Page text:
Physicists Are Unraveling the Mystery of the Arrow of Time

Time Mystery Fire

Scientists are unraveling the mystery of the arrow of time with important implications for physics, neuroscience, and biology. 

A new study by theoretical physicists has made progress toward identifying how particles and cells give rise to large-scale dynamics that we experience as the passage of time.

A central feature of how we experience the world is the flow of time from the past to the future. But it is a mystery precisely how this phenomenon, known as the arrow of time, arises from the microscopic interactions among particles and cells. Researchers at the CUNY Graduate Center Initiative for the Theoretical Sciences (ITS) are helping to unravel this enigma with the publication of a new paper in the journal Physical Review Letters. The findings could have important implications in a wide range of disciplines, including physics, neuroscience, and biology. 

Fundamentally, the arrow of time emerges from the second law of thermodynamics. This is the principle that microscopic arrangements of physical systems tend to increase in randomness, moving from order to disorder. The more disordered a system becomes, the more difficult it is for it to find its way back to an ordered state, and the stronger the arrow of time. In short, the universe’s propensity toward disorder is the fundamental reason why we experience time flowing in one direction.

“The two questions our team had were, if we looked at a particular system, would we be able to quantify the strength of its arrow of time, and would we be able to sort out how it emerges from the micro scale, where cells and neurons interact, to the whole system?” said Christopher Lynn,  a postdoctoral fellow with the ITS program and the paper’s first author. “Our findings provide the first step toward understanding how the arrow of time that we experience in daily life emerges from these more microscopic details.”

To begin answering these questions, the physicists explored how the arrow of time could be decomposed by observing specific parts of a system and the interactions between them. For example, the parts could be the neurons that function within a retina. Looking at a single moment, they showed that the arrow of time can be broken down into different pieces: those produced by parts working individually, in pairs, in triplets, or in more complicated configurations.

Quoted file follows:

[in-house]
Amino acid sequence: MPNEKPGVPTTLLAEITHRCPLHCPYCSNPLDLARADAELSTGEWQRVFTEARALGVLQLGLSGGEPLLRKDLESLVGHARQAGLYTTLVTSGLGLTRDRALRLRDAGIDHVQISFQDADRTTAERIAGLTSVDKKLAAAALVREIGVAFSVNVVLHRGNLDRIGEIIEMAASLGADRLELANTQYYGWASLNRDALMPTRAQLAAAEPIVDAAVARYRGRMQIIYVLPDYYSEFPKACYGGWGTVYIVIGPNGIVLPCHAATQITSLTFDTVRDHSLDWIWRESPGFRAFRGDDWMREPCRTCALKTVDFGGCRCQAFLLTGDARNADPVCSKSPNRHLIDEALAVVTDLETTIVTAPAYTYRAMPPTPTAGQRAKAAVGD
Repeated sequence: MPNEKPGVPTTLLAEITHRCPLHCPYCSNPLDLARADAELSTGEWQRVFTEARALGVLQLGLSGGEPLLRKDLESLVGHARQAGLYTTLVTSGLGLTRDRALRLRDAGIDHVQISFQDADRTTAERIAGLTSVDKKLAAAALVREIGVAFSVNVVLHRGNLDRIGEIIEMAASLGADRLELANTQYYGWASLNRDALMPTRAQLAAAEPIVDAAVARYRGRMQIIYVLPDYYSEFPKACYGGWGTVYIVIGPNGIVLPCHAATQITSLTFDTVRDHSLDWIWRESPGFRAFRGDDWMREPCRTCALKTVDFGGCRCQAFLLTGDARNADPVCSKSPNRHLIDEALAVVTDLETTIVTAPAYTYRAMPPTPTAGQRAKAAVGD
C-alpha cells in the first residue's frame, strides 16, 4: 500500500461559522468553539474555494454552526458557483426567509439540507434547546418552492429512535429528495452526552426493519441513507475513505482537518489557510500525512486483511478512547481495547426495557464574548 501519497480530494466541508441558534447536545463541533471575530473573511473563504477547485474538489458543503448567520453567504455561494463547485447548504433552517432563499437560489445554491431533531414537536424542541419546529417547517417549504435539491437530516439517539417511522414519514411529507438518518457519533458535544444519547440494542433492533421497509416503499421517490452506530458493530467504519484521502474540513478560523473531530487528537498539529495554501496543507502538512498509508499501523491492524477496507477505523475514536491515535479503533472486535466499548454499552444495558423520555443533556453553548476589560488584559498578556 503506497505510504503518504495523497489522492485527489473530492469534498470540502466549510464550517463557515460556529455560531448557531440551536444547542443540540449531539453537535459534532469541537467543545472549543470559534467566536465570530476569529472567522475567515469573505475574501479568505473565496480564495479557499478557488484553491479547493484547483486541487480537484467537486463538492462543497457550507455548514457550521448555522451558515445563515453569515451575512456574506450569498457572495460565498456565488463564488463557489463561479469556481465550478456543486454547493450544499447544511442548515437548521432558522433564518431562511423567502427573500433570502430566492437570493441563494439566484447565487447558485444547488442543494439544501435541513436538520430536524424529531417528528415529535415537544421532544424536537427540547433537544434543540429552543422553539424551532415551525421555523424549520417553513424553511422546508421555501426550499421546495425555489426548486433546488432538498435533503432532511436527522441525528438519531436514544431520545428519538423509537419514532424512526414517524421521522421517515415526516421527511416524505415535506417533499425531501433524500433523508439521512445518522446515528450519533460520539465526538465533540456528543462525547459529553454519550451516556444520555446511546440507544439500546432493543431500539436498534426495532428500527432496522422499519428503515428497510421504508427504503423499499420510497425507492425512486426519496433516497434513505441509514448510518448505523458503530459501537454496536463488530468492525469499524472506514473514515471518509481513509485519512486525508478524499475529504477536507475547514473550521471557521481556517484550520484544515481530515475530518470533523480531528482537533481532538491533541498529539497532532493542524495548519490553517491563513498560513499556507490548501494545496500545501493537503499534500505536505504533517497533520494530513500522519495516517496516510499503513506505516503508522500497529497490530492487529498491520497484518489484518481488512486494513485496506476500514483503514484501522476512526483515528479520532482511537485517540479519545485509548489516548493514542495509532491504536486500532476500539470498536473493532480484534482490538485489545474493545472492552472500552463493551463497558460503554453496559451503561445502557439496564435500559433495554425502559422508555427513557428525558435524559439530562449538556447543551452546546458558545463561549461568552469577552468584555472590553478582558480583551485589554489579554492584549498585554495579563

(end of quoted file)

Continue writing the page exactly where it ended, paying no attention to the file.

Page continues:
Armed with this method of decomposing the arrow of time, the scientists analyzed existing experiments on the response of neurons in a salamander retina to different movies. In one movie a single object moved randomly across the screen while another portrayed the full complexity of scenes found in nature. Across both movies, the team discovered that the arrow of time emerged from the simple interactions between pairs of neurons—not large, complicated groups. Surprisingly, the researchers also observed that the retina showed a stronger arrow of time when watching random motion than a natural scene. Lynn said this latter finding raises questions about how our internal perception of the arrow of time becomes aligned with the external world.

“These results may be of particular interest to neuroscience researchers,” said Lynn. “They could, for example, lead to answers about whether the arrow of time functions differently in brains that are neuroatypical.”

“Chris’ decomposition of local irreversibility—also known as the arrow of time—is an elegant, general framework that may provide a novel perspective for exploring many high-dimensional, nonequilibrium systems,” said David Schwab, the study’s principal investigator and a professor of Physics and Biology at the Graduate Center.

Reference: “Decomposing the local arrow of time in interacting systems” by Christopher W. Lynn, Caroline M. Holmes, William Bialek and David J. Schwab, Accepted, Physical Review Letters.